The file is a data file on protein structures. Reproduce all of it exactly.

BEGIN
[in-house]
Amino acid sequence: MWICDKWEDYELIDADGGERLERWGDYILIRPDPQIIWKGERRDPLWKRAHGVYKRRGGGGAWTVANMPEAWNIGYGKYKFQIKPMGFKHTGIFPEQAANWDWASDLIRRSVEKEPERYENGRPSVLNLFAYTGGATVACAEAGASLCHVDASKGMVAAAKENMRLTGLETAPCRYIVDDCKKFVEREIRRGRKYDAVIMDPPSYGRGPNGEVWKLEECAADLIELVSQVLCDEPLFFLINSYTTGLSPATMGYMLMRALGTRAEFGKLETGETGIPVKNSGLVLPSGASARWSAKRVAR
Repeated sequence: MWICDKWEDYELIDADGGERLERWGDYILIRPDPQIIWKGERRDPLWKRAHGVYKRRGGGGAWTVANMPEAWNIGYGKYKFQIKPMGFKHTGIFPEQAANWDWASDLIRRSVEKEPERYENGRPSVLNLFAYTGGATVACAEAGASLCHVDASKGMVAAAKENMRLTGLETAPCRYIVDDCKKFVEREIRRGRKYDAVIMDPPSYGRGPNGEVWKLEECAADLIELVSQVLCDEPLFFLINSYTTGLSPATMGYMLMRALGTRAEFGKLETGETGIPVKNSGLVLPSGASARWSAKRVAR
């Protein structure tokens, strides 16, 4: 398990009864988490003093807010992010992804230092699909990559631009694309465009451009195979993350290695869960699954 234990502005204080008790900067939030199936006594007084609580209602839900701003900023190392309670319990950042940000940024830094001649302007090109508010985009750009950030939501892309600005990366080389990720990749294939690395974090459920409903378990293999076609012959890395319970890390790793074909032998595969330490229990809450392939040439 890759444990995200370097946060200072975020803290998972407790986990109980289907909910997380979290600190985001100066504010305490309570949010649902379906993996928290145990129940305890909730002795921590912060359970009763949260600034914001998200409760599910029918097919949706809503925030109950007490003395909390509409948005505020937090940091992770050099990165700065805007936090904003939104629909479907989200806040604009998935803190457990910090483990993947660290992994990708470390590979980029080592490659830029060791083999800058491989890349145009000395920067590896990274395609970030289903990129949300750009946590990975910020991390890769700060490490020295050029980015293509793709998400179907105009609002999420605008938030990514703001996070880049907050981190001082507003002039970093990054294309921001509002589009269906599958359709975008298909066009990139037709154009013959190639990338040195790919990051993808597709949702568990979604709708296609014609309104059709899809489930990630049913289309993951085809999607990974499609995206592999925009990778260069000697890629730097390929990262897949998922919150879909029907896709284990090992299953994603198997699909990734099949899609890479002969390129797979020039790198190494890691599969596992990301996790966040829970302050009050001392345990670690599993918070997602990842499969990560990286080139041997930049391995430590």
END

[in-house]
Amino acid sequence: MWICDKWEDYELIDADGGERLERWGDYILIRPDPQIIWKGERRDPLWKRAHGVYKRRGGGGAWTVANMPEAWNIGYGKYKFQIKPMGFKHTGIFPEQAANWDWASDLIRRSVEKEPERYENGRPSVLNLFAYTGGATVACAEAGASLCHVDASKGMVAAAKENMRLTGLETAPCRYIVDDCKKFVEREIRRGRKYDAVIMDPPSYGRGPNGEVWKLEECAADLIELVSQVLCDEPLFFLINSYTTGLSPATMGYMLMRALGTRAEFGKLETGETGIPVKNSGLVLPSGASARWSAKRVAR
Repeated sequence: MWICDKWEDYELIDADGGERLERWGDYILIRPDPQIIWKGERRDPLWKRAHGVYKRRGGGGAWTVANMPEAWNIGYGKYKFQIKPMGFKHTGIFPEQAANWDWASDLIRRSVEKEPERYENGRPSVLNLFAYTGGATVACAEAGASLCHVDASKGMVAAAKENMRLTGLETAPCRYIVDDCKKFVEREIRRGRKYDAVIMDPPSYGRGPNGEVWKLEECAADLIELVSQVLCDEPLFFLINSYTTGLSPATMGYMLMRALGTRAEFGKLETGETGIPVKNSGLVLPSGASARWSAKRVAR
């Protein structure tokens, strides 16, 4: 398990009864988490003093807010992010992804230092699909990559631009694309465009451009195979993350290695869960699954 234990502005204080008790900067939030199936006594007084609580209602839900701003900023190392309670319990950042940000940024830094001649302007090109508010985009750009950030939501892309600005990366080389990720990749294939690395974090459920409903378990293999076609012959890395319970890390790793074909032998595969330490229990809450392939040439 890759444990995200370097946060200072975020803290998972407790986990109980289907909910997380979290600190985001100066504010305490309570949010649902379906993996928290145990129940305890909730002795921590912060359970009763949260600034914001998200409760599910029918097919949706809503925030109950007490003395909390509409948005505020937090940091992770050099990165700065805007936090904003939104629909479907989200806040604009998935803190457990910090483990993947660290992994990708470390590979980029080592490659830029060791083999800058491989890349145009000395920067590896990274395609970030289903990129949300750009946590990975910020991390890769700060490490020295050029980015293509793709998400179907105009609002999420605008938030990514703001996070880049907050981190001082507003002039970093990054294309921001509002589009269906599958359709975008298909066009990139037709154009013959190639990338040195790919990051993808597709949702568990979604709708296609014609309104059709899809489930990630049913289309993951085809999607990974499609995206592999925009990778260069000697890629730097390929990262897949998922919150879909029907896709284990090992299953994603198997699909990734099949899609890479002969390129797979020039790198190494890691599969596992990301996790966040829970302050009050001392345990670690599993918070997602990842499969990560990286080139041997930049391995430590």